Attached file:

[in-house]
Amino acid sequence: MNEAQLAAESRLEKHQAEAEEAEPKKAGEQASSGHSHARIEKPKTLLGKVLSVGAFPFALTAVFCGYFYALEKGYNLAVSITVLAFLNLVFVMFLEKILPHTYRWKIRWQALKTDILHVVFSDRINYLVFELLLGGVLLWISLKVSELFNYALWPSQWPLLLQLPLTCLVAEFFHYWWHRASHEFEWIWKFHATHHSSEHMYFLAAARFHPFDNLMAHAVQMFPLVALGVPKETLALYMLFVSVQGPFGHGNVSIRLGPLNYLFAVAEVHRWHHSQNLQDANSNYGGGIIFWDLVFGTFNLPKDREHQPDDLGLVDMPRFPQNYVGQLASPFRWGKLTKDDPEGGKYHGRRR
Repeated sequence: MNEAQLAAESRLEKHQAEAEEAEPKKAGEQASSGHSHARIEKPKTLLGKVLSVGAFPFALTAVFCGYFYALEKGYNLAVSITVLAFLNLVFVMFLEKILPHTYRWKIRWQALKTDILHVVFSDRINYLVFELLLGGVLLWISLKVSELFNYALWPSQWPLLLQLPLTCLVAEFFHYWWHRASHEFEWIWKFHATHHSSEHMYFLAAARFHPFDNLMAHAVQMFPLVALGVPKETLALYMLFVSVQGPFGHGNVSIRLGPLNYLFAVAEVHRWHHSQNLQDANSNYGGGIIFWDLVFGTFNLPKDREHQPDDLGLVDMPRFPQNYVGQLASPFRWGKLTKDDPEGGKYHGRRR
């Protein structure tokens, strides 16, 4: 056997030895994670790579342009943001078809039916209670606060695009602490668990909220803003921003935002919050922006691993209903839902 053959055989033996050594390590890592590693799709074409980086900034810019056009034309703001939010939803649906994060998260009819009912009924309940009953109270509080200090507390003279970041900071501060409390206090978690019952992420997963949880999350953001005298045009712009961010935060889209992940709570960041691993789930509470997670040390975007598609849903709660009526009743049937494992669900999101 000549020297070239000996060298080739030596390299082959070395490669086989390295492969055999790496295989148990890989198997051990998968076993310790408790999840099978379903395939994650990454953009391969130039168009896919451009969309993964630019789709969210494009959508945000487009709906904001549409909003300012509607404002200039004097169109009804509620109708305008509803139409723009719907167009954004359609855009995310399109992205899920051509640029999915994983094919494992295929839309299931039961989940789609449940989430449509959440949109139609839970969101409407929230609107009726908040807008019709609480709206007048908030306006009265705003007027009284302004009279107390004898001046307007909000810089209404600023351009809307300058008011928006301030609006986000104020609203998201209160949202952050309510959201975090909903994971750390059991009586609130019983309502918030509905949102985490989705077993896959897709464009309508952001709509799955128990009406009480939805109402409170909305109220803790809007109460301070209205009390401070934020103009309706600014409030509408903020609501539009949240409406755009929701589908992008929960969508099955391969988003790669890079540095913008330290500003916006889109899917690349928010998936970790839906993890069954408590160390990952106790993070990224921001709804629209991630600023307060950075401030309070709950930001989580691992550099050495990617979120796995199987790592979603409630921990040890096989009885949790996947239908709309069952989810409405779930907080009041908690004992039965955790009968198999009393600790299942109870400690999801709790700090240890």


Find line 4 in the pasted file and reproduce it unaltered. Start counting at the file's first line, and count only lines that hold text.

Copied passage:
């Protein structure tokens, strides 16, 4: 056997030895994670790579342009943001078809039916209670606060695009602490668990909220803003921003935002919050922006691993209903839902 053959055989033996050594390590890592590693799709074409980086900034810019056009034309703001939010939803649906994060998260009819009912009924309940009953109270509080200090507390003279970041900071501060409390206090978690019952992420997963949880999350953001005298045009712009961010935060889209992940709570960041691993789930509470997670040390975007598609849903709660009526009743049937494992669900999101 000549020297070239000996060298080739030596390299082959070395490669086989390295492969055999790496295989148990890989198997051990998968076993310790408790999840099978379903395939994650990454953009391969130039168009896919451009969309993964630019789709969210494009959508945000487009709906904001549409909003300012509607404002200039004097169109009804509620109708305008509803139409723009719907167009954004359609855009995310399109992205899920051509640029999915994983094919494992295929839309299931039961989940789609449940989430449509959440949109139609839970969101409407929230609107009726908040807008019709609480709206007048908030306006009265705003007027009284302004009279107390004898001046307007909000810089209404600023351009809307300058008011928006301030609006986000104020609203998201209160949202952050309510959201975090909903994971750390059991009586609130019983309502918030509905949102985490989705077993896959897709464009309508952001709509799955128990009406009480939805109402409170909305109220803790809007109460301070209205009390401070934020103009309706600014409030509408903020609501539009949240409406755009929701589908992008929960969508099955391969988003790669890079540095913008330290500003916006889109899917690349928010998936970790839906993890069954408590160390990952106790993070990224921001709804629209991630600023307060950075401030309070709950930001989580691992550099050495990617979120796995199987790592979603409630921990040890096989009885949790996947239908709309069952989810409405779930907080009041908690004992039965955790009968198999009393600790299942109870400690999801709790700090240890």